The first flight in 1989 packed a DC-9 with 70 kids. Today Air Canada has donated a Boeing 767 that will take 211 volunteers and kids to Disney World in Orlando, Florida. The charity also has chapters in Toronto, Vancouver, Calgary, Montreal, Edmonton, Winnipeg and Ottawa.
“The committee is mostly made up of Air Canada employees, either current or past,” Kays says. “Air Canada donates the plane, the crews volunteer their time, and the rest we do ourselves.”
Averaging about $1,000 a child, Kays says, the committee looks to clear at least $140,000 through fundraising to cover the fuel and additional costs such as Disney passes and giveaways for the kids.
It’s now two weeks later and I’m at the airport. Kids aged seven to 16 surround me. Thanks to donations and fundraising, the youngsters are decked out in new running shoes, shorts and charity t-shirts. Whisked through security and onto the plane, I embrace my mental age of seven and can’t help but smile when a flight attendant sporting Mickey Mouse ears offers me some breakfast.
The PA system counts down from 10 for take off and landing, all the while the plane is abuzz with cheers and screams. Landing in Disney, the kids are filed out and gathered in front of the plane for a group picture. Like a choreographed dance, we’re shuffled into Disney buses and zoomed to Disney World then off the buses and onto the riverboat cruise where we glide into the Magic Kingdom.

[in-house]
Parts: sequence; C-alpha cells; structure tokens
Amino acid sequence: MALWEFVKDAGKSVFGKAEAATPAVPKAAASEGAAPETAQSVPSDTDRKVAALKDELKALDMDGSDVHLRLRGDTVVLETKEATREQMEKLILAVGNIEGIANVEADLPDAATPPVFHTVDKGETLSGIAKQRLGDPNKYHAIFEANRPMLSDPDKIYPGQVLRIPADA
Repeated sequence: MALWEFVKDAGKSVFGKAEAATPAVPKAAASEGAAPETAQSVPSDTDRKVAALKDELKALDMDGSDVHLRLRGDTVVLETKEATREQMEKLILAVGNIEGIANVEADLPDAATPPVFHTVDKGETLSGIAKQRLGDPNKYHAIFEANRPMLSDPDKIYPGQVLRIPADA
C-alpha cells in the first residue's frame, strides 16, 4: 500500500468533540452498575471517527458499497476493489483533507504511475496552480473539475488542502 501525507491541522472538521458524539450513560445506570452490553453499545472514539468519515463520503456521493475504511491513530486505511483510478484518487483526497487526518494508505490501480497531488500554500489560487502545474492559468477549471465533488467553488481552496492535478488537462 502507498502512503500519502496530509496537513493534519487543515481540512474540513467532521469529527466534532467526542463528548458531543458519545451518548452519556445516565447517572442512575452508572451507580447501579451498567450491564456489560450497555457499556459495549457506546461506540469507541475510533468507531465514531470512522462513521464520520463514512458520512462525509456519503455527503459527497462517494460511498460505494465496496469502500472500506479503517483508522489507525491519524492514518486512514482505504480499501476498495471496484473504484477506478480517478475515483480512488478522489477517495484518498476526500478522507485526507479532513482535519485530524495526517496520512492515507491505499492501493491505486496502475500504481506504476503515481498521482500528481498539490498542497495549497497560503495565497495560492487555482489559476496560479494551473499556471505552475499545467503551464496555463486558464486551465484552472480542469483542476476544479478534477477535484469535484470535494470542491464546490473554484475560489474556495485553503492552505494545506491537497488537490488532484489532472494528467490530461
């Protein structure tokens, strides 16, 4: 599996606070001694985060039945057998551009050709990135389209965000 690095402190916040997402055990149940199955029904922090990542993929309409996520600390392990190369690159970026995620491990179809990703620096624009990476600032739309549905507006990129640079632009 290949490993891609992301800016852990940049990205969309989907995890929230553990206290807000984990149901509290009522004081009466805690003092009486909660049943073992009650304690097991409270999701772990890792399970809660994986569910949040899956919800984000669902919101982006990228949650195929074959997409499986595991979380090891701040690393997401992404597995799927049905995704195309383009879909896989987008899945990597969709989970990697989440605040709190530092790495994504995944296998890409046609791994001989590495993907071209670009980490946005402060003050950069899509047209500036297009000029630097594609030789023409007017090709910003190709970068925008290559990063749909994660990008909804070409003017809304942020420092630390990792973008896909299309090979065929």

At the gate Joe Buckwalter welcomes us. As global media support and a park event operations manager, Buckwalter has participated in several Dreams flights. “I retired and went to work for Disney,” he says. “Initially I thought I would spend about six months with them and it’s going on 11 years now so this is my 11th Dreams Take Flight.”
Once a court-appointed guardian, Buckwalter continues to be a vital part of Dreams Take Flight. “I am absolutely amazed at all the participation from the community in Canada,” he says. “If more people are aware of it, the more funds we can raise, the more funds you can raise, the more children we can serve.”
Kays agrees. “Longevity is indefinite,” he says. “As long as we can fundraise and make enough money and Air Canada gives us the airplane, there’s a dream flight.”
After countless rides and hijinks, including a character lunch at the Crystal Palace in the Magic Kingdom, (covered by Clearwater Fine Foods), the day has come to a close. Monorail. Bus. Plane, (where a Mickey Mouse doll and ears await every kid). Organizers dubbed the trip home the “Coma Flight,” as the kids pass out pretty well as soon as they’re seated on the plane.
Touchdown in Halifax is bittersweet. “Most of us would adopt them, and you hate to see them go back to some of lives they go back to, but we have to learn to cut the threads,” Kays says.
The kids are greeted by an assortment of parents, guardians, and social workers.
Fourteen-year-old Sarah, back from her first trip to Disney World, turns and smiles at the grown-up volunteers as she puts her goodies in her new Bentley’s backpack, and then solemnly shuffles into the crowd.